Just one year after his now-infamous claim that Saddam Hussein was seeking to buy African uranium for use in Iraq's apparently nonexistent nuclear-weapons program, President George W. Bush has once again chosen to paint a picture of the State of the Union -- and, indeed, the world -- that is essentially fraudulent.

Like last year, he started his speech with foreign affairs. He first sought to parry the main lines of criticism against his policies in this regard: that Iraq did not, in fact, have the weapons of mass destruction against which he warned last year, and that the administration's policies have been dangerously unilateral.

On the weapons-of-mass-destruction front, Bush said, "Had we failed to act, the dictator's weapons of mass destruction programs would continue to this day." It's an elegant shifting of the goal posts away from the actually existing weapons of which the president used to speak. Regarding unilateralism, the president professed not to understand calls to internationalize the conflict in Iraq. After all, he reminded us, 34 countries have joined our coalition there. Never mind that the United States provides the vast majority of the troops and cash (and that Britain accounts for more than half of the coalition forces).

More broadly, the president sought to cloak his foreign policy in the noble mantle of democracy promotion, a concept that goes over well with the bien-pensant elements in the press corps. Some skeptics on both the left and the right have denounced the president's bold vision on this front as infeasible. The president obliquely acknowledges this point, saying, "It is mistaken, and condescending, to assume that whole cultures and great religions are incompatible with liberty and self-government."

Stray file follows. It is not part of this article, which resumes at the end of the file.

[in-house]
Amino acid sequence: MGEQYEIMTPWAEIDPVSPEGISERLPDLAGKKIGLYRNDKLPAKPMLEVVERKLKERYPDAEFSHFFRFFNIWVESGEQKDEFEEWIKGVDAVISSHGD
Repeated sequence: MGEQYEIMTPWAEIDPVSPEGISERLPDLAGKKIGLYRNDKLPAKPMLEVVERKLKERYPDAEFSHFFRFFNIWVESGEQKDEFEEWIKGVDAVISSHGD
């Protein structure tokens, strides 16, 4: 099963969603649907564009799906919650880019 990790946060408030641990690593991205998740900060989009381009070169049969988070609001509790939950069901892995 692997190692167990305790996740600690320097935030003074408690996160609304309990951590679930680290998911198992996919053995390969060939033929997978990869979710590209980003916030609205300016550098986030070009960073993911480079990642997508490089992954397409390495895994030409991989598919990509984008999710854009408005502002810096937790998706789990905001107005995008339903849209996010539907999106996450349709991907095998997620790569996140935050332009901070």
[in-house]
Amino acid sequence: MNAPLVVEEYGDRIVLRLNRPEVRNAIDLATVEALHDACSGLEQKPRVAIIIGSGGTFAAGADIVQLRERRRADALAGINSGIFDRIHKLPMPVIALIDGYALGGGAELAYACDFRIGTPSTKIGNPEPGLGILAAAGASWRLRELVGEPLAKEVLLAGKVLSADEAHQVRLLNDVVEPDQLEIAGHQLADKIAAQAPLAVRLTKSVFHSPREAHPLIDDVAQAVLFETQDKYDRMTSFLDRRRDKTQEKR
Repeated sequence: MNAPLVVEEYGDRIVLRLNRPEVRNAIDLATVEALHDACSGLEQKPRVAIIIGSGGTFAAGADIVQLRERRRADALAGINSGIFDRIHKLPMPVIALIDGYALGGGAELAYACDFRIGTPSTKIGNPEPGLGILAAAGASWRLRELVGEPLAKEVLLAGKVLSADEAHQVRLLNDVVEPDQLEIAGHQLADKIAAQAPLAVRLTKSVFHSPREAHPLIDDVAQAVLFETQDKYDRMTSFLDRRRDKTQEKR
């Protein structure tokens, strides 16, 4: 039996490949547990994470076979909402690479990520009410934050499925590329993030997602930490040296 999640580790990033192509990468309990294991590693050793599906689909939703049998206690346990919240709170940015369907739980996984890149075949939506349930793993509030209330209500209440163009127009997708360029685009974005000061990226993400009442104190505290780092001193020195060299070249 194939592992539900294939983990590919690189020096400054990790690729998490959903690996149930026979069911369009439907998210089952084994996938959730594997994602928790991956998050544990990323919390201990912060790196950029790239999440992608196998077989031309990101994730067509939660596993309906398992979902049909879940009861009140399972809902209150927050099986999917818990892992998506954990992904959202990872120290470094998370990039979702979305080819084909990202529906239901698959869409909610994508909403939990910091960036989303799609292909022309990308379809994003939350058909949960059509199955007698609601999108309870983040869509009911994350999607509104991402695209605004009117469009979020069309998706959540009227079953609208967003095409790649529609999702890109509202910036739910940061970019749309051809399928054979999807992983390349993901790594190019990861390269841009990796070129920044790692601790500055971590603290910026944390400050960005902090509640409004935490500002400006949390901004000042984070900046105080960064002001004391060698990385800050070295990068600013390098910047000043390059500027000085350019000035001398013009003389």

The fact of the matter is, however, that this vision is less unrealistic than simply nonexistent. The Bush administration has used human rights and democracy as rhetorical bludgeons against governments it dislikes, such as the former Baath Party regime in Iraq and the current theocracy in Iran. At the same time, however, the United States continues to enjoy close ties to traditional autocratic allies like Saudi Arabia and Egypt. And the Bush administration has formed an even closer relationship with dictators in Pakistan and Uzbekistan. Regarding Libya, certainly no bastion of freedom, the president himself noted that his government had chosen to cut a deal, lifting sanctions in exchange for a halt to weapons-of-mass-destruction programs rather than pushing for freedom. Regarding North Korea, a charter member of the "axis of evil" and a tyranny if ever there was one, the administration appears to have no policy at all.